The Adama Chris Lehmann Trust Young Cotton Achiever of the Year winner Emma Ayliffe is an experienced cotton agronomist who recently started her own consulting business, Summit Ag Services.
Griffith-based Ms Ayliff has been actively involved in the southern expansion of the cotton industry with a focus on efficiencies and sustainability, backed by on farm research and development. She is involved in grassroots projects in compaction and irrigation and manages CRDC projects for whitefly.
Information is provided to research organisations to assist development in new products and technologies, which includes the southern development work for Xtend Flex. Ms Ayliff has also been highly involved in the Irrigation Research Extension Committee volunteering her time as an advisor and helping to design and manage trials, as well as sourcing in-kind operational support.
Cotton Australia CEO Adam Kay said Ms Ayliff was an outstanding contributor to the cotton industry in different ways and with significant potential to improve the industry over many years.
"Emma is showing how fresh ideas and hard work can benefit all the growers in her region and other regions. I am particularly impressed with Emma's commitment to improving the social licence of cotton and that will have benefits for the country as more people hear how our cotton is among the world's best in quality and sustainability."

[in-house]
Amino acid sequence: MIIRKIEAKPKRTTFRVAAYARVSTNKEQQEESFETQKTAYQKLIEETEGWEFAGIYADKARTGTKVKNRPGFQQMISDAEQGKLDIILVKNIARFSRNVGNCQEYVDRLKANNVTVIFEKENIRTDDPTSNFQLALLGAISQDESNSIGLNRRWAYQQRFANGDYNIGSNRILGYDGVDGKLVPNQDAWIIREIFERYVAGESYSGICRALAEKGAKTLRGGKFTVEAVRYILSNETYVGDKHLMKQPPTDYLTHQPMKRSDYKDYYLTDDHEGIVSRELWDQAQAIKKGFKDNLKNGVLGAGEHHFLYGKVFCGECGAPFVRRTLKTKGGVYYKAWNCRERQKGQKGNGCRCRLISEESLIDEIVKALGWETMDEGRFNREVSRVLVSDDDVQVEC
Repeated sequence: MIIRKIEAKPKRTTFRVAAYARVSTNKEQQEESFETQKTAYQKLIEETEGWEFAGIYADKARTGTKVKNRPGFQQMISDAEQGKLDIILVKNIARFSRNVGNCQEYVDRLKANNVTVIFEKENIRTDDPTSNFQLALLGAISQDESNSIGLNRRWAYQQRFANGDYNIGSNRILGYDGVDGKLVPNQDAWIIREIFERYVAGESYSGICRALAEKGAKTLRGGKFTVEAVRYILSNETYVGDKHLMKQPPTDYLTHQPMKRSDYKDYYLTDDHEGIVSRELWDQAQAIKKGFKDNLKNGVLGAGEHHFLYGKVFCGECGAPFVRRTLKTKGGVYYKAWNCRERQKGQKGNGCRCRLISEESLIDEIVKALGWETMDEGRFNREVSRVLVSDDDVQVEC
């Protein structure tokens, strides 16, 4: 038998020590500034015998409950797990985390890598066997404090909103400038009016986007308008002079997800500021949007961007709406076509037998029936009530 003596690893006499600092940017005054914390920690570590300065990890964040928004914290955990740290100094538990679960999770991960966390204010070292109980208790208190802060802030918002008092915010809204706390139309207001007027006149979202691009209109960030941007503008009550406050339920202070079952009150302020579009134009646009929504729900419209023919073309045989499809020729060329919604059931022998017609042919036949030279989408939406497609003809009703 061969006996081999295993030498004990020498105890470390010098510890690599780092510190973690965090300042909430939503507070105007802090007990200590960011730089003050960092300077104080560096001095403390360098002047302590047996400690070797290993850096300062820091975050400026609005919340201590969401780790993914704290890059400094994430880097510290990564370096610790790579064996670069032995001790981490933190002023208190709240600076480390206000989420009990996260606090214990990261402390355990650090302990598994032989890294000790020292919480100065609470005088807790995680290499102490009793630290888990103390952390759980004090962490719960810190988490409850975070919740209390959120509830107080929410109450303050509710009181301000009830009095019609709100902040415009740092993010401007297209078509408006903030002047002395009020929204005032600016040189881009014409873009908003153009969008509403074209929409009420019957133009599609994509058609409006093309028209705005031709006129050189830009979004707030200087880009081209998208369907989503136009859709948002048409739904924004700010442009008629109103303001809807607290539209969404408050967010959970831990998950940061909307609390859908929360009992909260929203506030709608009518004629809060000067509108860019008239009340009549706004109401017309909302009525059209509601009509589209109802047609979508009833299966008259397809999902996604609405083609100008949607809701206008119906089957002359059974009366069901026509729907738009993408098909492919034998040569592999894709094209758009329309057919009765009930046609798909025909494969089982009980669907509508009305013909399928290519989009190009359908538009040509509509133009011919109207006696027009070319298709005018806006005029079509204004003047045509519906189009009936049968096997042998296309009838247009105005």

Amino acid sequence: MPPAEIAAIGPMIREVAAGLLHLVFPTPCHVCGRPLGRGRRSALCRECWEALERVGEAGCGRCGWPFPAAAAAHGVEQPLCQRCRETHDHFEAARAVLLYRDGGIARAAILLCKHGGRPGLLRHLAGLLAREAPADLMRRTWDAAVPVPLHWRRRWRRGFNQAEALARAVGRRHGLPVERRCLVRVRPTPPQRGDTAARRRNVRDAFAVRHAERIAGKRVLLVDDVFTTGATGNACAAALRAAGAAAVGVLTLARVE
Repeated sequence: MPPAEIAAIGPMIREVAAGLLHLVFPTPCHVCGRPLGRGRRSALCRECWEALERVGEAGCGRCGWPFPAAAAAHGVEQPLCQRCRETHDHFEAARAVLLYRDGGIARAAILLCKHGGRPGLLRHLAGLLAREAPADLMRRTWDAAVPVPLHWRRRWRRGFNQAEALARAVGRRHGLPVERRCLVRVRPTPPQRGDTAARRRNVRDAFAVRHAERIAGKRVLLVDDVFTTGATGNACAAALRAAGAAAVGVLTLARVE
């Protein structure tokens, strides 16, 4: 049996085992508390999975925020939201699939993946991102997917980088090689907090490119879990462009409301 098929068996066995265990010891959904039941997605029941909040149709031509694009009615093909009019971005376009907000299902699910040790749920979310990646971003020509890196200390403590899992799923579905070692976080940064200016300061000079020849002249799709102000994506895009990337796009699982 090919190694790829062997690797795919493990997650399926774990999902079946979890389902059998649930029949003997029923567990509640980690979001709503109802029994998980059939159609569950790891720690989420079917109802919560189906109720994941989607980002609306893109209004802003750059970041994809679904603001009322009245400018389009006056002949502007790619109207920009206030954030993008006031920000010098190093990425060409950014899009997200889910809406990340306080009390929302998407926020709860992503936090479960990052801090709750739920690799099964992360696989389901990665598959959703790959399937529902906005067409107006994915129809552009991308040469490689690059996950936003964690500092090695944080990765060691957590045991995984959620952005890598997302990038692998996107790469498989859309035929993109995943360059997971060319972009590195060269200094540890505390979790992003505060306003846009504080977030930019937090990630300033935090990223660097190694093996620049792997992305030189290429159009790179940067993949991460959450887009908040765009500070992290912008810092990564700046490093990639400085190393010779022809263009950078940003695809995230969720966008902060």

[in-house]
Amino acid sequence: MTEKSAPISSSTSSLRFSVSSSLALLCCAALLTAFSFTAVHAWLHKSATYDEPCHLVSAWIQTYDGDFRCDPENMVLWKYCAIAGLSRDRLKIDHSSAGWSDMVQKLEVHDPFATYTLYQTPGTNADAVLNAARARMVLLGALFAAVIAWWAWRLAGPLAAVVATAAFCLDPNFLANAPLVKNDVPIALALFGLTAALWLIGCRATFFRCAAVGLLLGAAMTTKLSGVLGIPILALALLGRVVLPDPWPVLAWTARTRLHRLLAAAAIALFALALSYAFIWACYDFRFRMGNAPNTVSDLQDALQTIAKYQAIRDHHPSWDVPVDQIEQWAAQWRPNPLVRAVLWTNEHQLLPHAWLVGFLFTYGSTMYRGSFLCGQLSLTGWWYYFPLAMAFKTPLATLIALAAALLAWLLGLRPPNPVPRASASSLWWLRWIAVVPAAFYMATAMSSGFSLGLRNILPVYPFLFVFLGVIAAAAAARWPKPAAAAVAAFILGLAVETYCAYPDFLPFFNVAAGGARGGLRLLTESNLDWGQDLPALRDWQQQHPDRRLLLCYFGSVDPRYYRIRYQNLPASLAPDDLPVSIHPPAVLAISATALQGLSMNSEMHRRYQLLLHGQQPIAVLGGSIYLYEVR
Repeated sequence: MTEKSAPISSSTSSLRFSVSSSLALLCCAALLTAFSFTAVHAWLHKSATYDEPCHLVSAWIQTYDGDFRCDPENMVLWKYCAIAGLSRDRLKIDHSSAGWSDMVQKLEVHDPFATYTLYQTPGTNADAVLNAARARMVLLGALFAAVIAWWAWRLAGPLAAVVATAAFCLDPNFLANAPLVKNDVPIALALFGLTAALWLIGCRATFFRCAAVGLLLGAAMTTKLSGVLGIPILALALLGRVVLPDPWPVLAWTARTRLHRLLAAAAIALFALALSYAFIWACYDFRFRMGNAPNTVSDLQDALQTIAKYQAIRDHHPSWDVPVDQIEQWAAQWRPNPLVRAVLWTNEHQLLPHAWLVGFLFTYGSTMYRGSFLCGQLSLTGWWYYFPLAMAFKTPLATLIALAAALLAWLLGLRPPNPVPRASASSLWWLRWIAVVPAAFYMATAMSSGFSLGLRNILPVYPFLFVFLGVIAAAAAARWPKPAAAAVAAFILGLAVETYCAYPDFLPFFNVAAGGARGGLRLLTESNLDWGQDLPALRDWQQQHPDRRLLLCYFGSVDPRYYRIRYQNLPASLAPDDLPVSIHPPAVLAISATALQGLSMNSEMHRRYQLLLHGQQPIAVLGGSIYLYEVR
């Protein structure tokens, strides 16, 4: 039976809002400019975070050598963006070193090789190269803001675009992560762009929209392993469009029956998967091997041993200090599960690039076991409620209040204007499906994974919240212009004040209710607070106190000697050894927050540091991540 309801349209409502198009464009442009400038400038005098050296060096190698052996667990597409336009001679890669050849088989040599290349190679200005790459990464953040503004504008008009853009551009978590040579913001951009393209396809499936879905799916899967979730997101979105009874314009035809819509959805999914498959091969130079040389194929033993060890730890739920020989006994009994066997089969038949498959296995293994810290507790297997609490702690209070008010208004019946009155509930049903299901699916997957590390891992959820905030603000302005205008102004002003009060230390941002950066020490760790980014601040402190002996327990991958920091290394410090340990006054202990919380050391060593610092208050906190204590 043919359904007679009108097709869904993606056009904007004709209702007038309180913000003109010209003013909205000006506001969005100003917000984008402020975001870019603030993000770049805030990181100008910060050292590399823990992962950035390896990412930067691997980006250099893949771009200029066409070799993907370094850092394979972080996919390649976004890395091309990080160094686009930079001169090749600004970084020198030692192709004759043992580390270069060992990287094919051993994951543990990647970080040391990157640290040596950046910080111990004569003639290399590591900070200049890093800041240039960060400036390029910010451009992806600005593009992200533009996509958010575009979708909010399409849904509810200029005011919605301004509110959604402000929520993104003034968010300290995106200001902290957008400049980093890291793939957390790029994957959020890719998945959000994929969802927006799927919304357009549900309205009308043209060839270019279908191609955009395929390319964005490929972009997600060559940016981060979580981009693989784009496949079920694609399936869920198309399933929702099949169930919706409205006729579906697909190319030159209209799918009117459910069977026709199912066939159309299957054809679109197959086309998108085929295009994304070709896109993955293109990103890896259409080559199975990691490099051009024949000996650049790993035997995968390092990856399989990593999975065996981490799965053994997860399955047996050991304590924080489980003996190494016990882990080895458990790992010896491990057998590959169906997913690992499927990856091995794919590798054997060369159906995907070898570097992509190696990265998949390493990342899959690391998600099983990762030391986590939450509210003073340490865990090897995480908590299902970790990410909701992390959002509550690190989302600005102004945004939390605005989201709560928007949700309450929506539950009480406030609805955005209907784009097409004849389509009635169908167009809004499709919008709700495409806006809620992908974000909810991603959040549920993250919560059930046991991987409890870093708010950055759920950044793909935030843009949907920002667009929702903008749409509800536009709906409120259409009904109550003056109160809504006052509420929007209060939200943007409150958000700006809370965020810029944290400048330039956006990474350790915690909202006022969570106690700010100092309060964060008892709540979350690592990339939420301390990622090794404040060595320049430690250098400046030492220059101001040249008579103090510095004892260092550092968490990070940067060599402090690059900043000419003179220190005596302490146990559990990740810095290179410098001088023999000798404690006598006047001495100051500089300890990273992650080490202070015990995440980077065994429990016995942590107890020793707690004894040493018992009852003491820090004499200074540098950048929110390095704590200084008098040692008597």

The 2021 winner of the prestigious Cotton Seed Distributors (CSD) Researcher of the Year Award is Dr Iain Wilson, a research scientist with the CSIRO in Canberra.
CSIRO's Wilson is a role model for sector
Dr Wilson was announced the winner at the Crop Consultants Australia dinner in Narrabri.
He was recognised for his efforts in innovation, his professional commitment to the industry and the impact he has had and continues to have on the cotton sector.
The judging panel noted: "Dr Wilson's pivotal role in the advancement of germplasm with enhanced Verticillium Wilt resistance through the development of molecular tools employed by the CSIRO cotton breeding program".
"This germplasm will dramatically improve productivity in regions affected by the Verticillium Wilt pathogen, as well as maintain the sustainability of other cotton production regions ..."
During the judging process, Dr Wilson said his focus on developing resistance markers for Black Root Rot, Fusarium Wilt and Cotton Bunchy Top had been driven by his desire to improve economic and environmental benefits to the industry.
"It's been a team effort, working to solve interesting but important problems, and there's nothing better in science." CSD general manager Growth and Development, James Quinn, said his organisation had continuously recognised the importance of innovation, research and development. He said Dr Wilson was an outstanding role model and advocate.
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